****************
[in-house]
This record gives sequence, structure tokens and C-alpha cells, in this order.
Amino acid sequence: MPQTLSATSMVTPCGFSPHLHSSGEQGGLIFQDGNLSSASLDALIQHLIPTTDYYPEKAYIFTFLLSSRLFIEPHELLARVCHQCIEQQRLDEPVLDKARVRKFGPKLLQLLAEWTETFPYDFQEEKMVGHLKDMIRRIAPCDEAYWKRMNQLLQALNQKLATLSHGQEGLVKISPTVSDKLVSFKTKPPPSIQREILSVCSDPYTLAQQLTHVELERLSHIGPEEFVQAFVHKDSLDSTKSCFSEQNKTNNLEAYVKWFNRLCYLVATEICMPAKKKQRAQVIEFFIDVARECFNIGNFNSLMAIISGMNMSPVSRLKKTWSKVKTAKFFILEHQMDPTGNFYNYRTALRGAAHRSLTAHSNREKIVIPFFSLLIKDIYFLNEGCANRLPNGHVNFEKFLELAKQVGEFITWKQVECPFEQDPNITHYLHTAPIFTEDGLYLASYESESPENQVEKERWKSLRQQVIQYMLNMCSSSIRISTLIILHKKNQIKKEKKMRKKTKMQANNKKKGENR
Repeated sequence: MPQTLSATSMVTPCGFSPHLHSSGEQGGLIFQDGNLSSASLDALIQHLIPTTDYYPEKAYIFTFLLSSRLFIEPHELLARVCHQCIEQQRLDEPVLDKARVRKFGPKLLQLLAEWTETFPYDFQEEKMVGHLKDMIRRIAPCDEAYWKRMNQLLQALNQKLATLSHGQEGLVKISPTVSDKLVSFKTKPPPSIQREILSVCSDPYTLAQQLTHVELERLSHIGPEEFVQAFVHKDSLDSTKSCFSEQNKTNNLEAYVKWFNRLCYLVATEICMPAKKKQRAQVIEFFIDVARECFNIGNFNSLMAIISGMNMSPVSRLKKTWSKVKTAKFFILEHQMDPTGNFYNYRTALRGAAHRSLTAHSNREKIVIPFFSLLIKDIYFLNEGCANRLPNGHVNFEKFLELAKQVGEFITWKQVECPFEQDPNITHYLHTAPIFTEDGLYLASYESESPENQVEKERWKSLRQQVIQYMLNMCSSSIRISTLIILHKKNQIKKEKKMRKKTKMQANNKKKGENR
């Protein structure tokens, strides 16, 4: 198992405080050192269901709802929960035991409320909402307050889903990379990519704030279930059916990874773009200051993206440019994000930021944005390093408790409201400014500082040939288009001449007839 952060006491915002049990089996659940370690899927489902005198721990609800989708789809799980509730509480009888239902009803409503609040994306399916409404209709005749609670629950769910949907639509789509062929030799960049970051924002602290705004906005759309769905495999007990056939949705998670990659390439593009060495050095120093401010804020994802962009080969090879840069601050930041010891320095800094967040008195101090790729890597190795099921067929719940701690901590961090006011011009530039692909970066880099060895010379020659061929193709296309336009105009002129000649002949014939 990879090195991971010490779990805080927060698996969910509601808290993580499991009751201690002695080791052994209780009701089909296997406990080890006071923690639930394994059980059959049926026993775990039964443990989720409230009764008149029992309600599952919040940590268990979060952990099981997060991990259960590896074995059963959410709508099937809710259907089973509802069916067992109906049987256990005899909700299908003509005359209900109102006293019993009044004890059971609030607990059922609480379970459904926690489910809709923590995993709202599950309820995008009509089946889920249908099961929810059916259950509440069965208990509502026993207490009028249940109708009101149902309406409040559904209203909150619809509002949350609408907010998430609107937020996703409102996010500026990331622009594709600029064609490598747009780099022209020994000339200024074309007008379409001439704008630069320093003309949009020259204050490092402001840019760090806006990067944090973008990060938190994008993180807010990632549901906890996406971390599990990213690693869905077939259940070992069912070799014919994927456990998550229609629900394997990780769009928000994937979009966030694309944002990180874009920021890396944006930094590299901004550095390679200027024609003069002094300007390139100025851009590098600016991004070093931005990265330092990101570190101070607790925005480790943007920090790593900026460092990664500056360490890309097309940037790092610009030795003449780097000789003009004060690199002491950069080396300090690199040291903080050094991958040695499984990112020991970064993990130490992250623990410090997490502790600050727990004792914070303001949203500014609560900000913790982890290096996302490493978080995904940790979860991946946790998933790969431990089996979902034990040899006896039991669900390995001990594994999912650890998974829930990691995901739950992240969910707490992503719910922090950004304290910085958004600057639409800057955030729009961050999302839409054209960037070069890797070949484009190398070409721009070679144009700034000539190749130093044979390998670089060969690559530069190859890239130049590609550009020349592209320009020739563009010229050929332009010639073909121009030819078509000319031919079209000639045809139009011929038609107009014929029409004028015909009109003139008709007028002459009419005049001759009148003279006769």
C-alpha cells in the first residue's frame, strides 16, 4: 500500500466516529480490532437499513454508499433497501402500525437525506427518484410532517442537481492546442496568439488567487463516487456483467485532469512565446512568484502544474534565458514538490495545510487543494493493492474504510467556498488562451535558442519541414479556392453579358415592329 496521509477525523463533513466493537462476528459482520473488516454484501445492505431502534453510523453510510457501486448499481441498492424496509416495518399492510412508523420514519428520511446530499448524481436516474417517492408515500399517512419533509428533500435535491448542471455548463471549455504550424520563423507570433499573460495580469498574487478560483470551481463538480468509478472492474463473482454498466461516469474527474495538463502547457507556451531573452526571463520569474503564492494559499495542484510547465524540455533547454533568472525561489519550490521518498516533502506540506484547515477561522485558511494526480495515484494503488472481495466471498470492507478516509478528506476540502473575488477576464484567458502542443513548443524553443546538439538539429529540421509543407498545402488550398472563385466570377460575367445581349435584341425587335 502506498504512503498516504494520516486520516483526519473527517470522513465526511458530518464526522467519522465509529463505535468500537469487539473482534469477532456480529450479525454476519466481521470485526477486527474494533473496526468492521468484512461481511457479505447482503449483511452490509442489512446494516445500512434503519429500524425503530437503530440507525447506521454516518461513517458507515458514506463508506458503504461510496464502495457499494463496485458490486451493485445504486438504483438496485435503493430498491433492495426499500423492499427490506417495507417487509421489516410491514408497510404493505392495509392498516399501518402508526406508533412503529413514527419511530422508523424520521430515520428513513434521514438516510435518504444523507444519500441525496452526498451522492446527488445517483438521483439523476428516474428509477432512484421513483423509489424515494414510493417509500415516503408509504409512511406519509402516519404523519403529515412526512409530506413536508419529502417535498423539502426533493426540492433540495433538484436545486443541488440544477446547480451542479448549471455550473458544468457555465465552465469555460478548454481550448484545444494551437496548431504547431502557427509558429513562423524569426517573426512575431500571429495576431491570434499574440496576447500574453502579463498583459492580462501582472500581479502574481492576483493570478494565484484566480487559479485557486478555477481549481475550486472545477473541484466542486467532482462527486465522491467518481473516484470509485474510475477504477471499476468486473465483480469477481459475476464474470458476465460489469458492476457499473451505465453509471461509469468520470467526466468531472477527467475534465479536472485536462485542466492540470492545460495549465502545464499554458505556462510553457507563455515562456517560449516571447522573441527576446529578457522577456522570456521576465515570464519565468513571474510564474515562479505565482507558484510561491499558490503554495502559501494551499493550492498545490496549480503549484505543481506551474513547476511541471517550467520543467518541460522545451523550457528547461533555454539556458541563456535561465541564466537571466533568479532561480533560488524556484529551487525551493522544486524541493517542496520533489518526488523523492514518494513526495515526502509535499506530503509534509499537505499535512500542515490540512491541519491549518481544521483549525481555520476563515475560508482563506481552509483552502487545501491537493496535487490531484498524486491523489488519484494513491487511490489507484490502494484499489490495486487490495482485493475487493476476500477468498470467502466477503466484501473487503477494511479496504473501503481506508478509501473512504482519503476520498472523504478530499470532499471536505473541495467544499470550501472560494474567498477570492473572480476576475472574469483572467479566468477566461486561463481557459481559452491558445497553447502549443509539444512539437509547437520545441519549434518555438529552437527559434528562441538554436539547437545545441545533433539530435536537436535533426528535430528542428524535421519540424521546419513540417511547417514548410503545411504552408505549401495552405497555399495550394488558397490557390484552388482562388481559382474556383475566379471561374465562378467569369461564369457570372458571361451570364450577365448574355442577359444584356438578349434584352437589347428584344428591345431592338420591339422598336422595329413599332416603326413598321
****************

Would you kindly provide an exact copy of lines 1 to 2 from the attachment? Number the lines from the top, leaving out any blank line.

[in-house]
This record gives sequence, structure tokens and C-alpha cells, in this order.